AHIP conducted a study from February through April 2022 on PA practices and received responses from 26 health plans with 122 million commercial covered lives. Along with specialty drugs, genetic testing was the only other treatment that respondents said was subject to PA 100% of the time.

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Several Biosimilars of Humira Launched This Month With Varying WACs

As expected, early July saw the launch of multiple biosimilars of AbbVie Inc.’s Humira (adalimumab). Most of them launched with wholesale acquisition costs (WACs) just slightly less than that of the reference drug, but a few undercut that price fairly significantly.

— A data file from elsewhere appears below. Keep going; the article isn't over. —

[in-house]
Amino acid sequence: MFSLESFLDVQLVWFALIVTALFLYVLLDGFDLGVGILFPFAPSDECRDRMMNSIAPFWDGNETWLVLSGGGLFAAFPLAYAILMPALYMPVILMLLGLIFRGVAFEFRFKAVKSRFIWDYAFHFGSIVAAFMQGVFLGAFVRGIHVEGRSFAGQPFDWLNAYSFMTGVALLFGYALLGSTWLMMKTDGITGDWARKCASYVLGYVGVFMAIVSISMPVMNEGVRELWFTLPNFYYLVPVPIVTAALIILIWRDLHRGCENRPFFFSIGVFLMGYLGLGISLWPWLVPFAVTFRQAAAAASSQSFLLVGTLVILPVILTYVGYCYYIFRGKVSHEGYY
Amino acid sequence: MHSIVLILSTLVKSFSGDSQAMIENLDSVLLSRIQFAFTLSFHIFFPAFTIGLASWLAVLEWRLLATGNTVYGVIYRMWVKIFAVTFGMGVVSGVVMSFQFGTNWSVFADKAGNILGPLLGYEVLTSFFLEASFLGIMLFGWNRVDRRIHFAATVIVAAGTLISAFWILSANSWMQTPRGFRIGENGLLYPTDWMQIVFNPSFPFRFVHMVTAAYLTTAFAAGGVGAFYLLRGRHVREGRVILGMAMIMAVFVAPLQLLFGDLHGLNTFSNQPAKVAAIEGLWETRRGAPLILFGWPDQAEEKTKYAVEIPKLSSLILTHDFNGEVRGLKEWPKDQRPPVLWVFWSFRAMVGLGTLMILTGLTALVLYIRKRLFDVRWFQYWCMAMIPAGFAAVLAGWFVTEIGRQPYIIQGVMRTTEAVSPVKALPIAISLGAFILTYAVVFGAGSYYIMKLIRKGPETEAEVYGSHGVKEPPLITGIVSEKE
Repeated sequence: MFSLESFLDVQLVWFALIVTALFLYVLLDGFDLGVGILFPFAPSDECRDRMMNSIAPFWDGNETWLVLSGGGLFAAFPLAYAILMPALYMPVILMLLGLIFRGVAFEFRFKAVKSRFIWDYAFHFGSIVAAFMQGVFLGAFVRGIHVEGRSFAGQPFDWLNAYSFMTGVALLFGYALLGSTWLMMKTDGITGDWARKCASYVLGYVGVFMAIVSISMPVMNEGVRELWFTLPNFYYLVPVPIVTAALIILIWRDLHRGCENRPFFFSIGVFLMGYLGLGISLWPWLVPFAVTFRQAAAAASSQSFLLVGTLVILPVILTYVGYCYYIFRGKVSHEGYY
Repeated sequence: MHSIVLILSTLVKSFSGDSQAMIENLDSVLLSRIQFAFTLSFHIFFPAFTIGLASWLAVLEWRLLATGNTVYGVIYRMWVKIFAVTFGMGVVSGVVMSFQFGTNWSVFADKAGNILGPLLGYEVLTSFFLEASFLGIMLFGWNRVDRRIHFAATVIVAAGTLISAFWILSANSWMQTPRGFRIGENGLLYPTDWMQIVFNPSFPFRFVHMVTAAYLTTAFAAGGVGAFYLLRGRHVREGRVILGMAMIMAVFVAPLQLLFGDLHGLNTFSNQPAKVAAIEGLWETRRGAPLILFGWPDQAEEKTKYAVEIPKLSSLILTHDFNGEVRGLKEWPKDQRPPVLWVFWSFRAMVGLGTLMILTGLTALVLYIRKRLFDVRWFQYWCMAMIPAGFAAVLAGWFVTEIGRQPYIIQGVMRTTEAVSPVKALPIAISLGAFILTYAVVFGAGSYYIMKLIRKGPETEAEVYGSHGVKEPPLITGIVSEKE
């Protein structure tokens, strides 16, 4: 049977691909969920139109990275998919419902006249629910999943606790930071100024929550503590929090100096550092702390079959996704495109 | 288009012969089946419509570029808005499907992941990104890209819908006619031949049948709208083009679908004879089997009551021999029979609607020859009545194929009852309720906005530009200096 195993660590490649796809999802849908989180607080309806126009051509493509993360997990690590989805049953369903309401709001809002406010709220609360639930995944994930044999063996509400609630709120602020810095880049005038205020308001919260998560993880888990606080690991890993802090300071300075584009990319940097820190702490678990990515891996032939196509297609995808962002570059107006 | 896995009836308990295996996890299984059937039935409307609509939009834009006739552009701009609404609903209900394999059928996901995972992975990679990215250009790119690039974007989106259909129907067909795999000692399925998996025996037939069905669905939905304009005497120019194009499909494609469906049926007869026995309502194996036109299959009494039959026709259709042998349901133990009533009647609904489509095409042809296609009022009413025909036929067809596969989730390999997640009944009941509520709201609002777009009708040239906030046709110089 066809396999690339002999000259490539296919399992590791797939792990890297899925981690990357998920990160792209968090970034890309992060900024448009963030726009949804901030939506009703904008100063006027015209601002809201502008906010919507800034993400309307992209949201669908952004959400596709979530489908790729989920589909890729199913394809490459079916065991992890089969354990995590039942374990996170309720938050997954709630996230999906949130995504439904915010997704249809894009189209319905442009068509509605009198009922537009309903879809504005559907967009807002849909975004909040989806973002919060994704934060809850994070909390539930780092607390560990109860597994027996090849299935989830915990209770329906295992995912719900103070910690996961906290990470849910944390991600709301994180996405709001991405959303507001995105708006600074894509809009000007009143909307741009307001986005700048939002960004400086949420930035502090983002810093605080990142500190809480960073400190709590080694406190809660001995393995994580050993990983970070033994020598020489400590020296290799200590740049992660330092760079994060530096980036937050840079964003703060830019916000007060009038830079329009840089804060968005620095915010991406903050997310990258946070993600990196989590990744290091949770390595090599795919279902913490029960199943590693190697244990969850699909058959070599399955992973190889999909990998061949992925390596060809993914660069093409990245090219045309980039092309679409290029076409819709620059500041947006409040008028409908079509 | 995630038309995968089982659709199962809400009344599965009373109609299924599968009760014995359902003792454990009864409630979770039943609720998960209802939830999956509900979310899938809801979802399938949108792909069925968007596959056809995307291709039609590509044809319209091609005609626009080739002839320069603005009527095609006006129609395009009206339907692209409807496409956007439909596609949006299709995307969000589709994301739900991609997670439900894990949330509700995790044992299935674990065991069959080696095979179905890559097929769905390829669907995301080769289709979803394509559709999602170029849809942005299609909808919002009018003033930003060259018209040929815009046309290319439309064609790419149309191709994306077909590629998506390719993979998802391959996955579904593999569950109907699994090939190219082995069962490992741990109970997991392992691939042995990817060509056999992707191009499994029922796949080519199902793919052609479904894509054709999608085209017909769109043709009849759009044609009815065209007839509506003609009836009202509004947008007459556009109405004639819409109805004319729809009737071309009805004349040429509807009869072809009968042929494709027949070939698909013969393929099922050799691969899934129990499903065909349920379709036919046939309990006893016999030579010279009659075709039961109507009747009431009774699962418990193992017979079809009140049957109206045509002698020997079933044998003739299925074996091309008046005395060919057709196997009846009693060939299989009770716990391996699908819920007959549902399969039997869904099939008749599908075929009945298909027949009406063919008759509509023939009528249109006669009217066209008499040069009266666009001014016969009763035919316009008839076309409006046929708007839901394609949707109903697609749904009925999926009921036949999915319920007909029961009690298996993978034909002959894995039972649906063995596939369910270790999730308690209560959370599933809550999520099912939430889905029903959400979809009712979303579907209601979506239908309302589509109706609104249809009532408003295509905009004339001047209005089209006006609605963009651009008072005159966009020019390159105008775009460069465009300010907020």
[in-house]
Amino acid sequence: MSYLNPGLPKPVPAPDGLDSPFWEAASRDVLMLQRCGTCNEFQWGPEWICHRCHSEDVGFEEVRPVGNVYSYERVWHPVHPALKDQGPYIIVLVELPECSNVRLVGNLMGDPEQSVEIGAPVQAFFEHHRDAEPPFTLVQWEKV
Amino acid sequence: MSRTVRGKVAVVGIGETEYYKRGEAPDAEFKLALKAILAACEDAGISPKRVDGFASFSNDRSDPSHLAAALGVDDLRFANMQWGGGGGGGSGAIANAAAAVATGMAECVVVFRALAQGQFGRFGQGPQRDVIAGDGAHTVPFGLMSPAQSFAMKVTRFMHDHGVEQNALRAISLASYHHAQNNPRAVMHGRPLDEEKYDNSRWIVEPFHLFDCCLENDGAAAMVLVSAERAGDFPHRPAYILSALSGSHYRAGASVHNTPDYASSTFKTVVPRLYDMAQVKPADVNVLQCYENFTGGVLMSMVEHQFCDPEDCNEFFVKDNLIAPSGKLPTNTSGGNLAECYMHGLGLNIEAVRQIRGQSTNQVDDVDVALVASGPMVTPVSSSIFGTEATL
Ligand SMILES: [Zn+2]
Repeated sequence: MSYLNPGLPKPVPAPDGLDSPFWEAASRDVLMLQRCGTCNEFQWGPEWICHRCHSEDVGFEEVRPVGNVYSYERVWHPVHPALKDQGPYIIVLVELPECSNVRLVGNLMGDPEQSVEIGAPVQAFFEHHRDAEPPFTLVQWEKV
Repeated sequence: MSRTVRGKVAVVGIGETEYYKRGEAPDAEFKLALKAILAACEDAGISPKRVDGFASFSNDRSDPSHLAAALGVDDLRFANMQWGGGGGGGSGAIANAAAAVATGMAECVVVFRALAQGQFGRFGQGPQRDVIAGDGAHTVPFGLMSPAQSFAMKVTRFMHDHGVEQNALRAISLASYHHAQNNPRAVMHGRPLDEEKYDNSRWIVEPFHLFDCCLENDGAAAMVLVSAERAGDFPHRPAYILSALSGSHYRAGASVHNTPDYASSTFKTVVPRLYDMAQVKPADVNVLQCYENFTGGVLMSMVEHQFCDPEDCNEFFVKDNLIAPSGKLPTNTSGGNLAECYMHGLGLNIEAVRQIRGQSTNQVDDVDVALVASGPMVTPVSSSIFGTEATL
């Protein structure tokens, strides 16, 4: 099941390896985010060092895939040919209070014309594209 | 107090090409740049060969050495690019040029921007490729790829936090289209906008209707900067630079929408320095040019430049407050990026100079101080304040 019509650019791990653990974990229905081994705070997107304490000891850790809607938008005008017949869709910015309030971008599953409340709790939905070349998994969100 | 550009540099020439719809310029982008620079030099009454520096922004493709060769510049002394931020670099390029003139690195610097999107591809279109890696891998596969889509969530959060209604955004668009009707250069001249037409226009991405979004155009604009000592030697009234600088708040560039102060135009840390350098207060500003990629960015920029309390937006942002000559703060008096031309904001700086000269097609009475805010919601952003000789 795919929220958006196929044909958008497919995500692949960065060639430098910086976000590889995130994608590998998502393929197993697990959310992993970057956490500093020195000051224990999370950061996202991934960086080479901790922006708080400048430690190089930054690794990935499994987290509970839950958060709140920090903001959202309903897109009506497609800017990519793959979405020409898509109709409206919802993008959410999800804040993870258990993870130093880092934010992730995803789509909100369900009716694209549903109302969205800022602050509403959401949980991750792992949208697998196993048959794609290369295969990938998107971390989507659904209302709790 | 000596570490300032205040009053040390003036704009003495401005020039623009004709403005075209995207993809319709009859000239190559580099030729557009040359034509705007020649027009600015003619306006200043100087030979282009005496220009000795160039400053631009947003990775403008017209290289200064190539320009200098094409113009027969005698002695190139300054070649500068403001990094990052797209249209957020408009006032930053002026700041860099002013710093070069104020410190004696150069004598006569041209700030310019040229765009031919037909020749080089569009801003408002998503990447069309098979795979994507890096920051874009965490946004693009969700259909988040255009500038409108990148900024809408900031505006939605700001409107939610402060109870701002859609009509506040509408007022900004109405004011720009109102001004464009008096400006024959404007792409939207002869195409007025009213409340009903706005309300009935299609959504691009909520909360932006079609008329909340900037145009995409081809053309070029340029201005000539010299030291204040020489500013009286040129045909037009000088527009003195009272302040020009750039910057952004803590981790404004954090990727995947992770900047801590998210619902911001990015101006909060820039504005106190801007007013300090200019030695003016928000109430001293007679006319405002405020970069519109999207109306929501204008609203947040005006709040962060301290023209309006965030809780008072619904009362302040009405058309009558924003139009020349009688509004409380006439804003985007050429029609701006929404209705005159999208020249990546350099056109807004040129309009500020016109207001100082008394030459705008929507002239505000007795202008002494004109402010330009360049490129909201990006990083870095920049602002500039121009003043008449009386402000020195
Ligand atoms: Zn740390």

Of the seven agents — including a branded and an unbranded version of Hyrimoz (adalimumab-adaz) from Sandoz, a division of Novartis Pharmaceuticals Corp., that will be spun off into a new publicly traded standalone company in the second half of this year — five launched with a WAC 5% off Humira’s $6,922 price tag:

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Fein: Patients Are Trapped in ‘Doom Loop of Specialty Drug Benefits’

Plan sponsors’ use of copayment accumulators, copay maximizers and alternative funding companies to keep spending on specialty drugs down has been a fairly recent trend but one that continues to pick up speed, noted longtime industry expert Adam J. Fein, Ph.D., CEO of Drug Channels Institute, during a recent webinar. But as that use continues to increase, multiple questions exist around the practices and what the future holds for them.